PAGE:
Unfortunately I never had the opportunity of taking a Blake course with Frye, but when I finished reading Fearful Symmetry, I felt that it was the most important book I had ever come across. I can still remember the sensation of the hair rising on the back of my neck as I ploughed eagerly through its pages. I hope my truncated efforts can convey some of that excitement. It is ironic that his wittily intelligent wife Helen Kemp Frye once confessed that she could never get through Fearful Symmetry. I dedicate this “down-sized” attempt to her memory.
Before I read this great book the only thing I knew about the writings of William Blake were a couple of lines from two familiar poems “Little Lamb who made thee?” and “Tyger, tyger, burning bright.” It seems I shared this knowledge with the rest of the general public. Unknown to me, and most of the rest of the world, were reams and reams of verse with the fierce savage vigor of Biblical prophecy, plus his marginal comments on the writings of other thinkers and painters, mostly of a seething ferocity.
Fearful Symmetry was published in 1947 by Princeton University Press. There was no attempt to deal in detail with William Blake’s painting or engraving, but it was a single-minded effort to bring to light some of the least read poetry in the world. It was not a Ph.D. thesis, or a “Publish or Perish” project to get to the next rung on the academic ladder: it was a personal crusade to vindicate one of the great neglected voices of English literature.
Until Frye’s treatment of Blake, most literary critics had written off this eighteenth-century poet as one of the minor pre-Romantics, the creator of a slim volume of lyrics anticipating but certainly not equaling Shelley and Byron and Keats. They had completely ignored two thirds of Blake’s output, consigning it to undeserved oblivion, and dismissing their author as a cultural hermit, a mystical snail who retreated from the harsh world of reality into the refuge of his own mind. Mystical in this sense implied “misty,” wallowing in self-contemplation and obscurantism.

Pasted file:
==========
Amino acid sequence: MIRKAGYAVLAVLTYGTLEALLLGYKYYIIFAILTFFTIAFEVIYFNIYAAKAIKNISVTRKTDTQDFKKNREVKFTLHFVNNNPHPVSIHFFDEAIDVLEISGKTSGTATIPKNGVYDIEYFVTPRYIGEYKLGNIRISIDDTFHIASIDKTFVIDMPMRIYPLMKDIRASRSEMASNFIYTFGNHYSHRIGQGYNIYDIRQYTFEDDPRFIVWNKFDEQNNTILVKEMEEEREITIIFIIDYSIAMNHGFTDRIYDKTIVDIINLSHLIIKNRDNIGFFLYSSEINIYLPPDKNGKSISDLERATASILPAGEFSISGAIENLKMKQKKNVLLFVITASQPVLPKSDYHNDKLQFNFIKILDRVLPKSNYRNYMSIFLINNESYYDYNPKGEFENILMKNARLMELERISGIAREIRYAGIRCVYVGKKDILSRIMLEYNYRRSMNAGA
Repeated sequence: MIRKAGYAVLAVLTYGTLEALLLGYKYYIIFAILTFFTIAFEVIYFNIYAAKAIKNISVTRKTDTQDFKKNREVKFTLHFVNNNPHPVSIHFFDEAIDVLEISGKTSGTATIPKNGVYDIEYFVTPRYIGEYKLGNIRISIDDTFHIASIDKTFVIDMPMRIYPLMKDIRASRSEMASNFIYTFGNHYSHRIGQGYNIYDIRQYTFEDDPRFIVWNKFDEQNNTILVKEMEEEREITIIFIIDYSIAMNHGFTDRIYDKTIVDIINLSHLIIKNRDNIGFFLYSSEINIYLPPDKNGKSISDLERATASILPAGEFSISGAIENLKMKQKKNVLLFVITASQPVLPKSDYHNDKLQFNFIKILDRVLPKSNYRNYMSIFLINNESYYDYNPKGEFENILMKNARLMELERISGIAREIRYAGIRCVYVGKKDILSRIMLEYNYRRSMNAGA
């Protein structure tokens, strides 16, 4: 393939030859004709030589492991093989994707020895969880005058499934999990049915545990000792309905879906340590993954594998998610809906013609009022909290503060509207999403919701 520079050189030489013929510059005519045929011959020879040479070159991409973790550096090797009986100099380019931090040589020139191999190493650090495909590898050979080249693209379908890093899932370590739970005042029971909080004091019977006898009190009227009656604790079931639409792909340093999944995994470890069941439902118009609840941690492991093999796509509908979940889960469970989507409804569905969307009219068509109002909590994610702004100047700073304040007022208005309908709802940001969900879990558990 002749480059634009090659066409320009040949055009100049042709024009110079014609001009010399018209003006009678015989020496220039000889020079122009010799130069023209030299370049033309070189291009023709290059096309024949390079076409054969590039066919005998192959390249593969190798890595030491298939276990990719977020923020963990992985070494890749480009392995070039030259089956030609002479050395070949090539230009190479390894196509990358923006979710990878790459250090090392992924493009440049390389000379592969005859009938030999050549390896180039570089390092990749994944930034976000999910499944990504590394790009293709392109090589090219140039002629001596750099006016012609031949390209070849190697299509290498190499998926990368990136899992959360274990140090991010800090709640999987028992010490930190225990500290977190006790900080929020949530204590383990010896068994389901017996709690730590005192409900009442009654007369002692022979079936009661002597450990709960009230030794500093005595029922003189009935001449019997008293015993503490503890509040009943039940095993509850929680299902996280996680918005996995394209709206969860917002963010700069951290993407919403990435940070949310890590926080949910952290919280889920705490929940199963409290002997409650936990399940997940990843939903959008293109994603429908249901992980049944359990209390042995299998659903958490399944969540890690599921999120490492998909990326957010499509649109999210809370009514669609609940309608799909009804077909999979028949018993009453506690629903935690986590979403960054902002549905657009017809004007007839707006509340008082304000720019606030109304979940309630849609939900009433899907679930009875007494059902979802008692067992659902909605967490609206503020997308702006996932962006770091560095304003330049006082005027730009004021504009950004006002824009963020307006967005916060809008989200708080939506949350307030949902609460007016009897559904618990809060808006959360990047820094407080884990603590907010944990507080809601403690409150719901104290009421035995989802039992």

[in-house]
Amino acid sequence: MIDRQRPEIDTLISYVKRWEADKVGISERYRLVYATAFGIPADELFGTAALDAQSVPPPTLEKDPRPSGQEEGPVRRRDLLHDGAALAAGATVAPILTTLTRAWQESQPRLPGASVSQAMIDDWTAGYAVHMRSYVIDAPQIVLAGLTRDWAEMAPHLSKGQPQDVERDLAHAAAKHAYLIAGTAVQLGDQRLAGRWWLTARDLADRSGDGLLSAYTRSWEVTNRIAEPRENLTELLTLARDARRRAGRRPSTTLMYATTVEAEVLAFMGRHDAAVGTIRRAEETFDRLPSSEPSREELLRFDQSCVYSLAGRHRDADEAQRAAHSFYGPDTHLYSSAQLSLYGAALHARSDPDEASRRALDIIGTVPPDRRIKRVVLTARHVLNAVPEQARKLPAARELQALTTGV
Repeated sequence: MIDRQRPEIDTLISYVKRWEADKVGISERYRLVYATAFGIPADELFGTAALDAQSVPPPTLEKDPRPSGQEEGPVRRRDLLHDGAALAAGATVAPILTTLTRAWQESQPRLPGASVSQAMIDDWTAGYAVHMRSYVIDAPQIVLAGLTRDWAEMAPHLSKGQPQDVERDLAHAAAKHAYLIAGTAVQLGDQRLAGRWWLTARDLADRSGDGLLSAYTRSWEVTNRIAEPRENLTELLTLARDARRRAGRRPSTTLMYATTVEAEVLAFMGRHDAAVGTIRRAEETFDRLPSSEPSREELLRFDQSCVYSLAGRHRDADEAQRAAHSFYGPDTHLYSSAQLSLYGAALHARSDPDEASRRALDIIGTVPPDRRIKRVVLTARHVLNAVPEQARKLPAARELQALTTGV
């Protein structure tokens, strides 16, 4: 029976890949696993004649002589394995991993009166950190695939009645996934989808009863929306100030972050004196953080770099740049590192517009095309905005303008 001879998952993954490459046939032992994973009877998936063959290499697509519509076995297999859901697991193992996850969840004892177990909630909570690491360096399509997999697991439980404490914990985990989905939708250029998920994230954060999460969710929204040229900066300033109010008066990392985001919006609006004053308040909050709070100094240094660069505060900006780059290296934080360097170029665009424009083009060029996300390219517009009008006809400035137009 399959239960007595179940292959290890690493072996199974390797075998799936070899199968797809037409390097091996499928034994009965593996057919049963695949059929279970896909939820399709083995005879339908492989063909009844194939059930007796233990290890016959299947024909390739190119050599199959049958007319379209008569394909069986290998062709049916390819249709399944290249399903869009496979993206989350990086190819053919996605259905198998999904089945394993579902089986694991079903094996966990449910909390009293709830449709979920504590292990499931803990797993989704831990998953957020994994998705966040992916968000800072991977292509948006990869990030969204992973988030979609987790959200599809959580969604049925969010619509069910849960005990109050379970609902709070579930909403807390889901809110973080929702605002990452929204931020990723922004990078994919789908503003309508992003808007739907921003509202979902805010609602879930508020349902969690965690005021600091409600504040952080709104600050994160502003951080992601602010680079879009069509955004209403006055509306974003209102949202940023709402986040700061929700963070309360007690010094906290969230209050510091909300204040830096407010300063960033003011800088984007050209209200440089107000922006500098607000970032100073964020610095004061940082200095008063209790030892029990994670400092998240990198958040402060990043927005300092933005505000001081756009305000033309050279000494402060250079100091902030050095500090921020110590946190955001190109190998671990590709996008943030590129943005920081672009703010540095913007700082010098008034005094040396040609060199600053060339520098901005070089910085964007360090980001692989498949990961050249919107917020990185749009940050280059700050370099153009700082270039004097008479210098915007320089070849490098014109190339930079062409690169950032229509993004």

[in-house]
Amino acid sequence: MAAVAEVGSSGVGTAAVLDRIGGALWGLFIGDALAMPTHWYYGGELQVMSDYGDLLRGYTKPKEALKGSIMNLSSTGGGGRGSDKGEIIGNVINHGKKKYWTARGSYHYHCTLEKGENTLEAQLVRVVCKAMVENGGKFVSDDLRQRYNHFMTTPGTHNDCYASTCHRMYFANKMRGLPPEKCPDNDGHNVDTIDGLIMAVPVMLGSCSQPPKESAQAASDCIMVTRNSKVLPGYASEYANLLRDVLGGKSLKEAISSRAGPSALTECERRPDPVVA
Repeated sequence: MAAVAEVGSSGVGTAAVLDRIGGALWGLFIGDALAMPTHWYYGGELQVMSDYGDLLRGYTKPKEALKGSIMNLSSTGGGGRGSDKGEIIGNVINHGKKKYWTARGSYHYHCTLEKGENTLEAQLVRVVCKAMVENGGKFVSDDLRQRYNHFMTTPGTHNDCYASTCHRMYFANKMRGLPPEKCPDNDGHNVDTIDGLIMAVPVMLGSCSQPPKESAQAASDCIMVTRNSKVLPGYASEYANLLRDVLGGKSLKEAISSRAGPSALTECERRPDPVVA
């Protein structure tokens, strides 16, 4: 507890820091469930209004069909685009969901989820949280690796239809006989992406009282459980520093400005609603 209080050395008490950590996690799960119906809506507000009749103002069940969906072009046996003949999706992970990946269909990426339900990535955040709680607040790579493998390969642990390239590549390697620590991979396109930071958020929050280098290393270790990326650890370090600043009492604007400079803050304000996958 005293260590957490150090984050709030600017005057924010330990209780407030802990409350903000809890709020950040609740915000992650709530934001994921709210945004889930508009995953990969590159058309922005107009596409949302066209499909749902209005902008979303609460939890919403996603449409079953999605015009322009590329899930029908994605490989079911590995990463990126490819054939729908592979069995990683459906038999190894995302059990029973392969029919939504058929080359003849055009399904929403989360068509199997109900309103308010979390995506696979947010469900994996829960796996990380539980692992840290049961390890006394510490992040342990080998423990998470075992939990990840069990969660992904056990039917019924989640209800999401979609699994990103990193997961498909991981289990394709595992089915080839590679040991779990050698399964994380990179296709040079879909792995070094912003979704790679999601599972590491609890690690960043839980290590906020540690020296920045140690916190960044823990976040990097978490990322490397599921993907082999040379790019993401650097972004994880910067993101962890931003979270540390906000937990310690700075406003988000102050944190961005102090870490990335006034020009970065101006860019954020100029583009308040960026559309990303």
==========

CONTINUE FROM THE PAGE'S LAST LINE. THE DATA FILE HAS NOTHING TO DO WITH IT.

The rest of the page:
To Frye, William Blake was not a mystic but a visionary––a very different species. Most mystics achieve a direct apprehension of God very few times in their lives, and only after great efforts at contemplation and relentless self-discipline, by starving themselves or sitting high on a remote rock. Not so Blake, who wrote:
I am in God’s presence night & day.
And he never turns his face away.
Many of Blake’s contemporaries thought he was completely mad. William Wordsworth was one who thought so, although he had a suspicion that if Blake had bitten Sir Walter Scott or Robert Southey it might have improved their poetry. Later, in the nineteenth century, when Romantic poets were treated like rock stars, it was felt that madness was part of artistic genius, a morbid secretion of society that could be cured homeopathically. Blake, on the other hand, considered that it was society that was mad, and not the artist. Frye came to feel that this misunderstood man demonstrated the sanity of genius, contrasted with the madness of the commonplace mind.
Everything that follows in this book is taken from Fearful Symmetry, plus a couple of updates from Frye’s remarks expressed in later years. What you read will be either Frye’s own words or a precis of them.